Retailers Who Know How to Use Data…

… are basically unstoppable. Being well-versed in data for retail can unlock the ability to rock conversions, see into the future, and, perhaps most importantly, prevent fraud instantly. Recognizing the importance of data and knowing how to use it is like unlocking all the secret levels in a video game, but instead of just enjoying the satisfaction of beating the last boss, retailers experience the evergreen satisfaction of improving all business operations for the long-term.

What Exactly does Retail Data Entail?

Data comes into any organization from a vast array of sources. For retailers in particular, these sources could include customer activity on their website, competing retailers, social media engagement and platforms, the list goes on. Although data is important, this information often does not come wrapped neatly in a bow nor in one standardized form, so how does data become usable for gained insights and actionable knowledge? Integrating data from all these sources requires data quality routines that standardize, verify and clean disparate data to enhance focus and make it more usable. Let’s see how using clean data affects the retail industry.

Rock the Customer Experience

A recent survey showed that 48% of shoppers have left a brand’s website and completed purchases elsewhere because their experience was poorly personalized. We’ve explored various customer retention strategies and found that the customer experience is now king. A few ways to use data to personalize the customer experience include:

  • Adding recipients’ names to email and marketing messages
  • Tailoring loyalty programs to specific tastes and preferences
  • Using purchase history, location tracking, time spent on various sections of the websites, etc. all to personalize promotions and create specialized offers
  • The possibilities are endless…

Crystal Ball of Trend Forecasting

Using accurate data to forecast trends can be a critical advantage on the retail stage. Now, because data is so easily accessible, it has taken much of the guesswork out of trend forecasting. Analyzing historical sales records, current sales trends and many other data-points can make sales predictions highly accurate. For example, a fashion retailer may use data-driven trend forecasting to fine-tune predictions in color, trim, accessories, etc. and predict what will be in vogue when, to better time their product launches.

Design Effective Marketing Strategies

Traditional marketing strategies were based solely on historical sales data. Today, retailers have access to data from so many sources that it allows them to create a more detailed customer profile and reveals unexpected insights into their behavior. Social media, for example, can tell marketers where to place their ads for highest visibility. These marketing maneuvers lead to higher conversion while reducing customer acquisition costs. Plus, retailers can easily quantify their impact and make adjustments as needed.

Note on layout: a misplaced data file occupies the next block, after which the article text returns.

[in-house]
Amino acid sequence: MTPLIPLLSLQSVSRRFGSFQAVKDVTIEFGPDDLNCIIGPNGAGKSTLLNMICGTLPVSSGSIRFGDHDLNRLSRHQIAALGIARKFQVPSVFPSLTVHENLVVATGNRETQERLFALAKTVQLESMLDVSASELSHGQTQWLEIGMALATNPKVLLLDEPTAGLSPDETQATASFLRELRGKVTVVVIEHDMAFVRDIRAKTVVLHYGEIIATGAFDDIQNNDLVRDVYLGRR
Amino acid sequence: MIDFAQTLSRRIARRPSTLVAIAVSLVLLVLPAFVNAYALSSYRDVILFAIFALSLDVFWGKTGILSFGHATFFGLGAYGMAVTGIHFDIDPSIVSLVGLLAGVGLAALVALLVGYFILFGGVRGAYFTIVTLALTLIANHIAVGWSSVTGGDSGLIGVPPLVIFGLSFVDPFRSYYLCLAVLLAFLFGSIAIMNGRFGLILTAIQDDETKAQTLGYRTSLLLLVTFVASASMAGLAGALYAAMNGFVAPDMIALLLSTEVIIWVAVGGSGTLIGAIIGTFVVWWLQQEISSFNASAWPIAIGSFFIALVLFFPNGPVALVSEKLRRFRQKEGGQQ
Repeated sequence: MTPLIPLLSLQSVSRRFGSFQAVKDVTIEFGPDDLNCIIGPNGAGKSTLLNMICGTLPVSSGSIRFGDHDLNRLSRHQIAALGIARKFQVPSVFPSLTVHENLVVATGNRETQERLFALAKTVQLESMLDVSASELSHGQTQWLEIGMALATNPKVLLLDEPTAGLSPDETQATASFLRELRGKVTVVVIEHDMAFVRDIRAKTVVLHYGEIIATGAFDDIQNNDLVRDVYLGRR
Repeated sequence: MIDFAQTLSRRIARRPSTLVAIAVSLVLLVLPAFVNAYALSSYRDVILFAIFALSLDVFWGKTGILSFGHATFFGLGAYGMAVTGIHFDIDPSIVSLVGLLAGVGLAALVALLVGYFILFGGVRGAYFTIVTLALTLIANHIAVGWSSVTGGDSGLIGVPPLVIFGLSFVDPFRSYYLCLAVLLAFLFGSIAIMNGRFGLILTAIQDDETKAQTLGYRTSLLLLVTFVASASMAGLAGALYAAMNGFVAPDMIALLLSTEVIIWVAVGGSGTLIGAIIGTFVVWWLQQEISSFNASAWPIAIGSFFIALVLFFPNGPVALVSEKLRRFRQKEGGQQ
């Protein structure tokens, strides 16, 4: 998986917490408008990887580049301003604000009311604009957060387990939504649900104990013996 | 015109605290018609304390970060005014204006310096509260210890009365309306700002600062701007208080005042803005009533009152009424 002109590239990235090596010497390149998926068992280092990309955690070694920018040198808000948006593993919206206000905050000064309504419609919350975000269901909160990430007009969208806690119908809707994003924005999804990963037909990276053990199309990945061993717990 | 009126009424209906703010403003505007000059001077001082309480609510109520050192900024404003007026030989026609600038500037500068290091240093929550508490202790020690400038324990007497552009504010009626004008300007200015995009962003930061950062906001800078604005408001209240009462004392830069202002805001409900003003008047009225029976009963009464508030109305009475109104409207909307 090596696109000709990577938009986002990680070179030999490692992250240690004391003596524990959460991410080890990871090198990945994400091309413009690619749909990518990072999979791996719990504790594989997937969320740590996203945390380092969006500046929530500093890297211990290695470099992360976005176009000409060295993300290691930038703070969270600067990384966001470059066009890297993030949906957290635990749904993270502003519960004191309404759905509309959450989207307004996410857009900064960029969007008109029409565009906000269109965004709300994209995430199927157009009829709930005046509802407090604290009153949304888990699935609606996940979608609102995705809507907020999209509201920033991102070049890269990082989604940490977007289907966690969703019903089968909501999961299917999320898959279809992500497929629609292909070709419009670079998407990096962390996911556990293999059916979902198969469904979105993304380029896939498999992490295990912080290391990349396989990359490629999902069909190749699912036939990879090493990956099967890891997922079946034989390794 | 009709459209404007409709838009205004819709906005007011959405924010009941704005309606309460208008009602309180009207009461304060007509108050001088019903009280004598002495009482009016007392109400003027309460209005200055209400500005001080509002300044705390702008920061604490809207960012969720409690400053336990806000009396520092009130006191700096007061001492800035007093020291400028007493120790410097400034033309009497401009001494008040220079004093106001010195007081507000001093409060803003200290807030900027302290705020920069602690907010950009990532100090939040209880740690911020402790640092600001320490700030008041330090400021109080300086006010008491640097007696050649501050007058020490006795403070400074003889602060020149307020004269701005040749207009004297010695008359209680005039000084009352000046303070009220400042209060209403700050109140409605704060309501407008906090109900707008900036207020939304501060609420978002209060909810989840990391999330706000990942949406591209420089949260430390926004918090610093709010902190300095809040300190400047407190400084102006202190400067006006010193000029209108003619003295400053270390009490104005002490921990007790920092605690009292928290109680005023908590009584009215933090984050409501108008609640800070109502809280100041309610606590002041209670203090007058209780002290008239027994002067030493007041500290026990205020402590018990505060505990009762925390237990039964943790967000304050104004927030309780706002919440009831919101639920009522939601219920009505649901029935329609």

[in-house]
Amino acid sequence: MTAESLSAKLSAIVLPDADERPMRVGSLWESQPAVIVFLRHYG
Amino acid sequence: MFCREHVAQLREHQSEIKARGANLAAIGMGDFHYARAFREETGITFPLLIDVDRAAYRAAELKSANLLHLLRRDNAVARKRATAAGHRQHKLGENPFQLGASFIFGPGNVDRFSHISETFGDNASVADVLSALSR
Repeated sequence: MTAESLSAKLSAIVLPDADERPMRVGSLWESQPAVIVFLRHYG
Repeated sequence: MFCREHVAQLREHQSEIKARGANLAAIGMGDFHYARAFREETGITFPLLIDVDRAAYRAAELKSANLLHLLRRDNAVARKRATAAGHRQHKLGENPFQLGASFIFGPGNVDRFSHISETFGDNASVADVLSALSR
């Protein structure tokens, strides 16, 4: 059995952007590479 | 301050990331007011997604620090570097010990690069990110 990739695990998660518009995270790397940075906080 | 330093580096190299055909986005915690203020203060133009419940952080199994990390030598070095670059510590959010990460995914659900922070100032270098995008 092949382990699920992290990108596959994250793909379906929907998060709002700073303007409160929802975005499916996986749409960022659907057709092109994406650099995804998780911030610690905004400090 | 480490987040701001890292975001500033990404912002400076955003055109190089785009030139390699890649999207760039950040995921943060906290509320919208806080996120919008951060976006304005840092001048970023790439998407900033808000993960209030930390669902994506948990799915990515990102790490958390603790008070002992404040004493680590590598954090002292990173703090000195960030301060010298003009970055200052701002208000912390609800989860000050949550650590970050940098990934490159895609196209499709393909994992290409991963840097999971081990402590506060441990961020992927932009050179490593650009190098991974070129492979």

Improve supply chain efficiency

By utilizing clean addresses and converting them to precise rooftop latitude/longitude coordinates (geocoding), retailers can analyze their sales data to recognize trends in the relationship between specific localities and sales. For example, if a specific locality in a large chain of stores is purchasing more rain boots than another location, the retailer will want to increase their stock of rain boots in that specific locality and optimize pricing per demand. This could also be utilized to boost collaboration between business partners and make the supply chain smoother and more efficient. Traffic congestion can also be analyzed to find the fastest and most fuel-efficient routes.

Detect Fraud Quicker

There are multiple ways to detect fraud in the customer funnel. One way is to determine whether the IP location of a customer’s activity matches the billing address or shipping address of the purchase. This is a big red flag for fraud and may be flagged or blocked for suspicious activity before the purchase is even made. Further investigation may ensue, otherwise a fraudulent transaction is averted in one simple data check.

Retail – You’ve Got it Made

62% of retailers who analyzed data to make business decisions found that it gave them competitive advantage, deeper customer insights, revealed hidden patterns and correlations, and identified business requirements that, in turn, helped the organization tailor its infrastructure and service to help the business grow.

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